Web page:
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Sommer, Ann-Katrin; Hermawan, Adam; Ljepoja, Bojan; Fröhlich, Thomas; Arnold, Georg J.; Wagner, Ernst; Roidl, Andreas (2018): A proteomic analysis of chemoresistance development via sequential treatment with doxorubicin reveals novel players in MCF-7 breast cancer cells. In: International Journal of Molecular Medicine, Vol. 42, No. 4: pp. 1987-1997
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Abstract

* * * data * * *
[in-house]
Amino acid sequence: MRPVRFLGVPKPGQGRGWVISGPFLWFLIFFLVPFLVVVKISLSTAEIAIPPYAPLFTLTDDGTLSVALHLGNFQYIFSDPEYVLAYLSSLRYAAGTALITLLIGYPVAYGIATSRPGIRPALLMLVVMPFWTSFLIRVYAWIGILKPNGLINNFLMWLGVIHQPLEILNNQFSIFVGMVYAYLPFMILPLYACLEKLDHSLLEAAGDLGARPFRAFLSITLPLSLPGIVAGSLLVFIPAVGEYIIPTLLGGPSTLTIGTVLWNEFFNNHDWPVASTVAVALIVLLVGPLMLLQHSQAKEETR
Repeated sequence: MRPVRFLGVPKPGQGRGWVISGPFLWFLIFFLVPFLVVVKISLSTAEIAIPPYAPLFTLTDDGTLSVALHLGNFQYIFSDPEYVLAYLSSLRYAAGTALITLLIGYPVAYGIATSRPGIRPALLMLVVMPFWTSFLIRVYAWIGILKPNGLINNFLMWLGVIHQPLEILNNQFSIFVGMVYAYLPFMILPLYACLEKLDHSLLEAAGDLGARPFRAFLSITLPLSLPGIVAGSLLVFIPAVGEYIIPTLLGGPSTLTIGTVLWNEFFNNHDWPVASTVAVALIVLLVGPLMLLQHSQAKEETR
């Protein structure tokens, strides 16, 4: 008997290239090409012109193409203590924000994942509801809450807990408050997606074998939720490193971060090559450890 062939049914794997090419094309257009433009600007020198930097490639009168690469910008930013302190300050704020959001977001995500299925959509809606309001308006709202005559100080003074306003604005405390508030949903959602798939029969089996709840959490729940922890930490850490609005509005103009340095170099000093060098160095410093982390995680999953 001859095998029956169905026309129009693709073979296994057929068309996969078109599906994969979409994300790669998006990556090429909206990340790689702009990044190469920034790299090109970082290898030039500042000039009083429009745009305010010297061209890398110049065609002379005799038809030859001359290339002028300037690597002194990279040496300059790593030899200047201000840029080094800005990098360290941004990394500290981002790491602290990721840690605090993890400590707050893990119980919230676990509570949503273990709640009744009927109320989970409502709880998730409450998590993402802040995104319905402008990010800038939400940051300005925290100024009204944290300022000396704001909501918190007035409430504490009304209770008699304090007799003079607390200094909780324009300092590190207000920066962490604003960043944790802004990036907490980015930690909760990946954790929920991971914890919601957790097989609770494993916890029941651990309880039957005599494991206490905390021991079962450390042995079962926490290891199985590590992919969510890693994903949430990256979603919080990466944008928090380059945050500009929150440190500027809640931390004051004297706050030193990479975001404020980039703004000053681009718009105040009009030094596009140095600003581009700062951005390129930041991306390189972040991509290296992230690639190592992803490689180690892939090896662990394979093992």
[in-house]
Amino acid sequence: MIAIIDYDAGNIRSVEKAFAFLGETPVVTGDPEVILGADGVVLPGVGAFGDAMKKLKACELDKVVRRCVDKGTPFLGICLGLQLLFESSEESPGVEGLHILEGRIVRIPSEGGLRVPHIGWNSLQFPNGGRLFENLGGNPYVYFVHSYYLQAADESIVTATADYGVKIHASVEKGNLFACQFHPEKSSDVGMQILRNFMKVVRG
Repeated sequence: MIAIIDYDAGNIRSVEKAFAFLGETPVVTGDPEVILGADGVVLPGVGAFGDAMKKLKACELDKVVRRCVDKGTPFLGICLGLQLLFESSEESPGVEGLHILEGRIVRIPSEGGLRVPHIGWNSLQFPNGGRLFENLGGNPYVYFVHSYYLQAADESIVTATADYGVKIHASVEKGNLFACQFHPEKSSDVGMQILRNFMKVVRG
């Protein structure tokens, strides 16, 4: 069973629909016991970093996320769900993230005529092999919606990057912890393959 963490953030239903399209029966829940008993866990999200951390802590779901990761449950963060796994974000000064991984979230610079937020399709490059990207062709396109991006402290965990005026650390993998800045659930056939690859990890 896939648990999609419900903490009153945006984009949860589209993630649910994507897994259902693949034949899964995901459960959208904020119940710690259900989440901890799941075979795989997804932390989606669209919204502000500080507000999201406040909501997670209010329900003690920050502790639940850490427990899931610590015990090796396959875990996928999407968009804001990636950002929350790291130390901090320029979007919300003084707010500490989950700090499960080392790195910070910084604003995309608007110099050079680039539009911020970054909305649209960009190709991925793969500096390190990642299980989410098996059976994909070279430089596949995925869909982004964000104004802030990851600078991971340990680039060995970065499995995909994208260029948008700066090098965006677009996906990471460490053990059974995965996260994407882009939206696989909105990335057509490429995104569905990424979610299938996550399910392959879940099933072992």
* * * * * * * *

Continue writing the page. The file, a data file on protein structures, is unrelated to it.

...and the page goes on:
Breast cancer exhibits the highest incidence of all cancer types and is the 2nd leading cause of cancer mortality in women. Up to 82% of breast cancer patients receive a chemotherapy-containing treatment regimen. However, numerous breast tumors recur within 10 years following an initial response and are frequently resistant to previous therapeutic agents. Thus, to analyze the crucial factors, and whether the development of resistance in tumor cells follows certain patterns, is of great importance. In the present study, the clinical treatment schedule of the frequently used chemotherapeutic drug doxorubicin was applied in an in vitro model, the Molecular Evolution Assay (MEA), leading to resistance formation. By investigating the alterations in protein expression in MCF-7 breast cancer cells with three biological replicates, it was observed that the development of resistance to doxorubicin is a multi-directed process. The number and composition of the differentially expressed proteins varied, in addition to the pathways involved in chemoresistance, leading to only a small number of proteins and pathways being commonly regulated in all the MEAs. The proteins 60S ribosomal export protein NMD3 and 4F2 cell-surface antigen heavy chain (SLC3A2) were identified to be the most promising differentially expressed targets;the gene ontology term 'apoptotic signaling pathway' was reduced and 'cell redox homeostasis' was upregulated. Based on the present findings in vitro, it may be hypothesized that the development of resistance in patients is an even more complex process, emphasizing the need for further investigations of resistance development in the clinic to eventually improve patient outcomes.